LOS ANGELES – The California Supreme Court has ruled that a Southern California water supplier can go ahead with the purchase of five Delta Islands, regardless of the opposition and lawsuit against it.
Metropolitan Water District (MWD) will go ahead with the $175 million sale of the Delta Islands as ruled by the Supreme Court. Since MWD initiated the sale, several injunctions have been placed against it stopping the purchase from going through. Several lawsuits have also been filed by San Joaquin and Contra Costa counties, Delta Island farmers and a series of environmental groups.
While MWD has maintained that is has no current plans for the islands, citizens and groups in both Northern and Southern California have voiced concerns that the area will be used for access to construct a tunnel that will carry water from the Sacramento River under the Delta to a pump station, eventually moving water south and in the process disturbing the balance of nature on the islands.
With both Northern and Southern California impacted by the proposed tunnel project, they came together for the lawsuit.
“We both have an interest in stopping the sale of the islands,” Brenna Norton, senior organizer at Food and Water Watch, told the Northern California Record. “We oppose it because it will hurt the members throughout California, particularly Southern California. Consumers that buy Metropolitan water are going to be environmentally and economically harmed by this proposal and the tunnel project.”
With the tunnel project expect to move water from the north to Southern cities in California, Norton said these citizens need to be concerned with what is happening with sale of the Delta Islands.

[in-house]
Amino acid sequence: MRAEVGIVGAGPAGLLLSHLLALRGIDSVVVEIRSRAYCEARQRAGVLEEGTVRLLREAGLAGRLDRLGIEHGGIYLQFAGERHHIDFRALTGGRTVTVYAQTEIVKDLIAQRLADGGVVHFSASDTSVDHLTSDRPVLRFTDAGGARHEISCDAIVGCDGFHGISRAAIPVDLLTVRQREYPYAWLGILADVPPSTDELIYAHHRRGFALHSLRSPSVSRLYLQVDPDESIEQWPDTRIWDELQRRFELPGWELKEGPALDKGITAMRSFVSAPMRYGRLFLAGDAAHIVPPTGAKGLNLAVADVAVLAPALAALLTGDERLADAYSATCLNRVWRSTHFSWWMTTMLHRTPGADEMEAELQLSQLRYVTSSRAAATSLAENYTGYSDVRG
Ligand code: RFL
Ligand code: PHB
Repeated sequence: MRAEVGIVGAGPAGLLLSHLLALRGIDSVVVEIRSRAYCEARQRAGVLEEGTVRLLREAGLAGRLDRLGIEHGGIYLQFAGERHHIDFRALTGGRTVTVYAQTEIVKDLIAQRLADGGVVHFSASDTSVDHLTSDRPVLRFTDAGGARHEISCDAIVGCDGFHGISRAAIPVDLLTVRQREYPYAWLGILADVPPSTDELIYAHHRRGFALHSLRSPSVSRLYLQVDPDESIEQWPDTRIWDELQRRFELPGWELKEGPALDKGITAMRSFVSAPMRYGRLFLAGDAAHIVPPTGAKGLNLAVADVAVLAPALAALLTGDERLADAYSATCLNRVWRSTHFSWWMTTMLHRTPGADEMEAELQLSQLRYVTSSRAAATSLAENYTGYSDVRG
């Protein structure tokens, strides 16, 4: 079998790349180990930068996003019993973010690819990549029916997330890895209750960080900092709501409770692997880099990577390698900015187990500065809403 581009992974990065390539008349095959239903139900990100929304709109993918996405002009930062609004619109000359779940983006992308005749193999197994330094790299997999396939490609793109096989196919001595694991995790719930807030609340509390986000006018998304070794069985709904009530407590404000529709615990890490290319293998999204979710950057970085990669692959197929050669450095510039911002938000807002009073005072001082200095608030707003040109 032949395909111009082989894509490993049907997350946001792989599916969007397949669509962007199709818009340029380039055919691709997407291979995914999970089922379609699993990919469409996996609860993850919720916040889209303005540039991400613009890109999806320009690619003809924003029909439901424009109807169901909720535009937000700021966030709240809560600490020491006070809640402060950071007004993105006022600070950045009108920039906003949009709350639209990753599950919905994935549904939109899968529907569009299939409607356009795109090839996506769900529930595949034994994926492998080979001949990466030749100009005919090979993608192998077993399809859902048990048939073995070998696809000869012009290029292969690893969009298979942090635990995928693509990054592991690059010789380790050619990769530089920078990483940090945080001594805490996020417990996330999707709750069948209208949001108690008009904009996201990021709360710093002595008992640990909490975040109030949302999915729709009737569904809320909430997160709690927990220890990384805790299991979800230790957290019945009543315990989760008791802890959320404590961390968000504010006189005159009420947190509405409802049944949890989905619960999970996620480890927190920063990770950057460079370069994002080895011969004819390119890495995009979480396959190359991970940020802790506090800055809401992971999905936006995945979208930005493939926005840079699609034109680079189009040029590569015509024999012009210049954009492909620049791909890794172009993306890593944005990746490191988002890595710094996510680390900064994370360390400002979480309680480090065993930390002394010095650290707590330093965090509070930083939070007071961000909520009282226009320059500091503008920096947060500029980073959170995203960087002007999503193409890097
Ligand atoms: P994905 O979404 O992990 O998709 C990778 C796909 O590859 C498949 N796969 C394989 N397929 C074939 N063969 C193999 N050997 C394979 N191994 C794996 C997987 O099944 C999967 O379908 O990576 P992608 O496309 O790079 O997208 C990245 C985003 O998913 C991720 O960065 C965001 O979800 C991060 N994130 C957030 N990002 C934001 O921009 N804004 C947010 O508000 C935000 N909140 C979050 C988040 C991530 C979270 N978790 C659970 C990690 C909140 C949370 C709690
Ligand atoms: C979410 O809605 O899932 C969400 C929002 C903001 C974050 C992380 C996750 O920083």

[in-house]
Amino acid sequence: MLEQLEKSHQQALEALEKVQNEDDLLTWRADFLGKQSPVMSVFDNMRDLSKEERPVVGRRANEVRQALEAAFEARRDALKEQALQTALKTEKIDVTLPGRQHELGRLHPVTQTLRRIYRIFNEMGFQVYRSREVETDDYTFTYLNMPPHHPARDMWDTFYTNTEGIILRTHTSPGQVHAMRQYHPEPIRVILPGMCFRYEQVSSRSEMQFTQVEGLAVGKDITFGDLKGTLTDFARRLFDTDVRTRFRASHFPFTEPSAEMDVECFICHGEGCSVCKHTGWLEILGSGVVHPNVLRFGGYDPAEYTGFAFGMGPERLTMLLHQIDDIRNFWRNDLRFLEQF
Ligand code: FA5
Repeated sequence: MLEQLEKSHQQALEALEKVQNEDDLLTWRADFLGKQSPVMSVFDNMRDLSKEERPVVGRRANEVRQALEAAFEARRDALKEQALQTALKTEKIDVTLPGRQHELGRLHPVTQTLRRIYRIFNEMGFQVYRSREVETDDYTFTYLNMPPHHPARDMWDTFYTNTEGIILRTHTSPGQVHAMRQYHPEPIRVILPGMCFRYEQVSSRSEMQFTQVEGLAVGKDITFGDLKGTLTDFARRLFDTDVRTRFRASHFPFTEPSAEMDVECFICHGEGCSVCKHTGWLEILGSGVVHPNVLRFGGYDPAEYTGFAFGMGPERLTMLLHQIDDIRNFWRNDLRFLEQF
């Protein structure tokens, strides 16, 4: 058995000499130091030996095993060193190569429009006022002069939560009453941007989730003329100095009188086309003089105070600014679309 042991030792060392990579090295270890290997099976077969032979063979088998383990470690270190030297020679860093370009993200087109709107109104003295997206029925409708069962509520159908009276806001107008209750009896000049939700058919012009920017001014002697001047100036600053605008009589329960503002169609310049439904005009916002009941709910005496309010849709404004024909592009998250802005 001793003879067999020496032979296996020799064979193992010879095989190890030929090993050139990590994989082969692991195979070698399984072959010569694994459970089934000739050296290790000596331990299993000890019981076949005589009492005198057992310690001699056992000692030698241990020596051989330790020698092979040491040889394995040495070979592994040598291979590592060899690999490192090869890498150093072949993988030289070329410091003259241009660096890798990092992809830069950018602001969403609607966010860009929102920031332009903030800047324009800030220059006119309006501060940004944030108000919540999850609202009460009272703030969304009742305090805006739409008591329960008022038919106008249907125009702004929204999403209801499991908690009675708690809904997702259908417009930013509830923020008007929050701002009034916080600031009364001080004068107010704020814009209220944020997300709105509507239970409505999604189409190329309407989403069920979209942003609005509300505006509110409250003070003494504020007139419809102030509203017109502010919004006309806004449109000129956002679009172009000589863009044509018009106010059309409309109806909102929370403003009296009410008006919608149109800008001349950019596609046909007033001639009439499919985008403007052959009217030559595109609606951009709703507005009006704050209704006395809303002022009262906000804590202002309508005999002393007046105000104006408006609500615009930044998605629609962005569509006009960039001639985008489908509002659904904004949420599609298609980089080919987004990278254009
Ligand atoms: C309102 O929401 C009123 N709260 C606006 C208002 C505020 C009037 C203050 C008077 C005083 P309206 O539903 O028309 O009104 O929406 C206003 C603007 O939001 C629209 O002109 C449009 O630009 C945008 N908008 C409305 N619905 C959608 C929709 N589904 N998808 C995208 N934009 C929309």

“People have to understand that Metropolitan doesn’t have the same interest as Southern California cities,” said Norton. “People have to remember that they have an interest in selling water. The more water they sell, the more money they make. They don’t have the same interest as the city they sell water to. Southern California cities need to be investing in proven water solutions that would fix their aging infrastructure and give them a safe water supply system.”
With the Supreme Court permitting sale and not putting an injunction order in place to stop the sale until all court proceedings have been completed is a blow to the plaintiffs in the lawsuits.
“After the court twice put in an injunction, it’s frustrating that the court didn’t extend that until the case is resolved,” said Norton. “Rather than stopping the sale, now they have the power to undo the sale later.”
While the injunctions were used to put the sale on hold, the real test will be the merits of the case that is yet to be tried that takes into account the California Environmental Quality Act (CEQA).
“While the court didn’t extend a stay in accordance with the merits of the case, that shouldn’t be confused with the underlying matter of the actual lawsuit that’s yet to be read in court,” said Norton. “The actual merits of our case and CEQA are yet to be heard.”